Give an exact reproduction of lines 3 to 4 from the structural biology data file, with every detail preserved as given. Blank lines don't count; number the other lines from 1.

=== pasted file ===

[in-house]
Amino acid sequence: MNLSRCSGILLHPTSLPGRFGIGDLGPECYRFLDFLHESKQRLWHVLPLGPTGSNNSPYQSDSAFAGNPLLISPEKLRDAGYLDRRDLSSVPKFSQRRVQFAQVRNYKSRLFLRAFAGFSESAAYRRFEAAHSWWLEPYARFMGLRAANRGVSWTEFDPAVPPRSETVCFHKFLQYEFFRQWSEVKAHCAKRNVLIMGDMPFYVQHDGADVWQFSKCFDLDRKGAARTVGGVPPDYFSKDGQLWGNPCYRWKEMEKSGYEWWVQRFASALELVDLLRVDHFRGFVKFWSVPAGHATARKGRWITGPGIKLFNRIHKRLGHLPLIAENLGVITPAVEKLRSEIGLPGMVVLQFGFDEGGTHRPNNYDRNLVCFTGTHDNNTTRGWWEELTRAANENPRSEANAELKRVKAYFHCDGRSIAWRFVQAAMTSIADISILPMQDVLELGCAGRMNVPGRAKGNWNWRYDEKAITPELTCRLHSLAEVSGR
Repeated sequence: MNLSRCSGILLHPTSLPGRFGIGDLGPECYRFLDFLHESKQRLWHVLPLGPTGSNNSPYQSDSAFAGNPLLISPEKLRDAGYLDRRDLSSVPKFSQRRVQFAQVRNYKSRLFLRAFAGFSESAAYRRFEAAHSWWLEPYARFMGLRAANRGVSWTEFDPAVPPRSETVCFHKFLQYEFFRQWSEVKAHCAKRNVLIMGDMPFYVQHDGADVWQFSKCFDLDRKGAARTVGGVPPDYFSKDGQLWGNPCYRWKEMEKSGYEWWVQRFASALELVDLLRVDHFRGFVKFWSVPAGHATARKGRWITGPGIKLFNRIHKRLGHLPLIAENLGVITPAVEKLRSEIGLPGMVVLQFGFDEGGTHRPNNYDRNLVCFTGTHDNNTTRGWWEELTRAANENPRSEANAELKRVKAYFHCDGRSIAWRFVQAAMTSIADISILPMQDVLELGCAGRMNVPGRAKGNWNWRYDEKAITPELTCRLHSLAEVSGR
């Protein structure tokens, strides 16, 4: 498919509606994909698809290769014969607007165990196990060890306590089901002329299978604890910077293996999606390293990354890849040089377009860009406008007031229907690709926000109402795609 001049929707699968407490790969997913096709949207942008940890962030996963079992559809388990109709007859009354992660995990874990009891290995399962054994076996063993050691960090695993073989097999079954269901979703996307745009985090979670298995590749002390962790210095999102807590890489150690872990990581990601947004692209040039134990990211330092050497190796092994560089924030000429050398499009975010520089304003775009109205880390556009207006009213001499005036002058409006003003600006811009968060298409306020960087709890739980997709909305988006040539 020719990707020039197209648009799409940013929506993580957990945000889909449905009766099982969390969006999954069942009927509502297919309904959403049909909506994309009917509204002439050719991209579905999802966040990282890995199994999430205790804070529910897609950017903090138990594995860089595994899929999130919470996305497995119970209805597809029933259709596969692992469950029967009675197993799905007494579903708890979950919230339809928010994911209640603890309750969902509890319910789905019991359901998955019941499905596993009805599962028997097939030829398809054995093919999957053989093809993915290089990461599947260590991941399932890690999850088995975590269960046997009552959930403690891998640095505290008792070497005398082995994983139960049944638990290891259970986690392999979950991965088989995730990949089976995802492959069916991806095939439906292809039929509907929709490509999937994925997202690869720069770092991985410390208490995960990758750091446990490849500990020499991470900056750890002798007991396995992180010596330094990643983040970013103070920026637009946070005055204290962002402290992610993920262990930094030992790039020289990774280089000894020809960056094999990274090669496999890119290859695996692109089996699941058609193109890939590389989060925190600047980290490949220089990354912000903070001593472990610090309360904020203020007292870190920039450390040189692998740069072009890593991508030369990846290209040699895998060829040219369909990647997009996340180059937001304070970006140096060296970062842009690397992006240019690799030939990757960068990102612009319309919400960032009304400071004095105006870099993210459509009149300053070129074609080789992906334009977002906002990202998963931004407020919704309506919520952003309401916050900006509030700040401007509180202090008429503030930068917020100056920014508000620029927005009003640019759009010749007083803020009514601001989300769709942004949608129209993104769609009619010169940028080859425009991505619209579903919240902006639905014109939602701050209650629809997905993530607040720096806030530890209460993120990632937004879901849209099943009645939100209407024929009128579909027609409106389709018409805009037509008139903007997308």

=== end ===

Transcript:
Repeated sequence: MNLSRCSGILLHPTSLPGRFGIGDLGPECYRFLDFLHESKQRLWHVLPLGPTGSNNSPYQSDSAFAGNPLLISPEKLRDAGYLDRRDLSSVPKFSQRRVQFAQVRNYKSRLFLRAFAGFSESAAYRRFEAAHSWWLEPYARFMGLRAANRGVSWTEFDPAVPPRSETVCFHKFLQYEFFRQWSEVKAHCAKRNVLIMGDMPFYVQHDGADVWQFSKCFDLDRKGAARTVGGVPPDYFSKDGQLWGNPCYRWKEMEKSGYEWWVQRFASALELVDLLRVDHFRGFVKFWSVPAGHATARKGRWITGPGIKLFNRIHKRLGHLPLIAENLGVITPAVEKLRSEIGLPGMVVLQFGFDEGGTHRPNNYDRNLVCFTGTHDNNTTRGWWEELTRAANENPRSEANAELKRVKAYFHCDGRSIAWRFVQAAMTSIADISILPMQDVLELGCAGRMNVPGRAKGNWNWRYDEKAITPELTCRLHSLAEVSGR
């Protein structure tokens, strides 16, 4: 498919509606994909698809290769014969607007165990196990060890306590089901002329299978604890910077293996999606390293990354890849040089377009860009406008007031229907690709926000109402795609 001049929707699968407490790969997913096709949207942008940890962030996963079992559809388990109709007859009354992660995990874990009891290995399962054994076996063993050691960090695993073989097999079954269901979703996307745009985090979670298995590749002390962790210095999102807590890489150690872990990581990601947004692209040039134990990211330092050497190796092994560089924030000429050398499009975010520089304003775009109205880390556009207006009213001499005036002058409006003003600006811009968060298409306020960087709890739980997709909305988006040539 020719990707020039197209648009799409940013929506993580957990945000889909449905009766099982969390969006999954069942009927509502297919309904959403049909909506994309009917509204002439050719991209579905999802966040990282890995199994999430205790804070529910897609950017903090138990594995860089595994899929999130919470996305497995119970209805597809029933259709596969692992469950029967009675197993799905007494579903708890979950919230339809928010994911209640603890309750969902509890319910789905019991359901998955019941499905596993009805599962028997097939030829398809054995093919999957053989093809993915290089990461599947260590991941399932890690999850088995975590269960046997009552959930403690891998640095505290008792070497005398082995994983139960049944638990290891259970986690392999979950991965088989995730990949089976995802492959069916991806095939439906292809039929509907929709490509999937994925997202690869720069770092991985410390208490995960990758750091446990490849500990020499991470900056750890002798007991396995992180010596330094990643983040970013103070920026637009946070005055204290962002402290992610993920262990930094030992790039020289990774280089000894020809960056094999990274090669496999890119290859695996692109089996699941058609193109890939590389989060925190600047980290490949220089990354912000903070001593472990610090309360904020203020007292870190920039450390040189692998740069072009890593991508030369990846290209040699895998060829040219369909990647997009996340180059937001304070970006140096060296970062842009690397992006240019690799030939990757960068990102612009319309919400960032009304400071004095105006870099993210459509009149300053070129074609080789992906334009977002906002990202998963931004407020919704309506919520952003309401916050900006509030700040401007509180202090008429503030930068917020100056920014508000620029927005009003640019759009010749007083803020009514601001989300769709942004949608129209993104769609009619010169940028080859425009991505619209579903919240902006639905014109939602701050209650629809997905993530607040720096806030530890209460993120990632937004879901849209099943009645939100209407024929009128579909027609409106389709018409805009037509008139903007997308």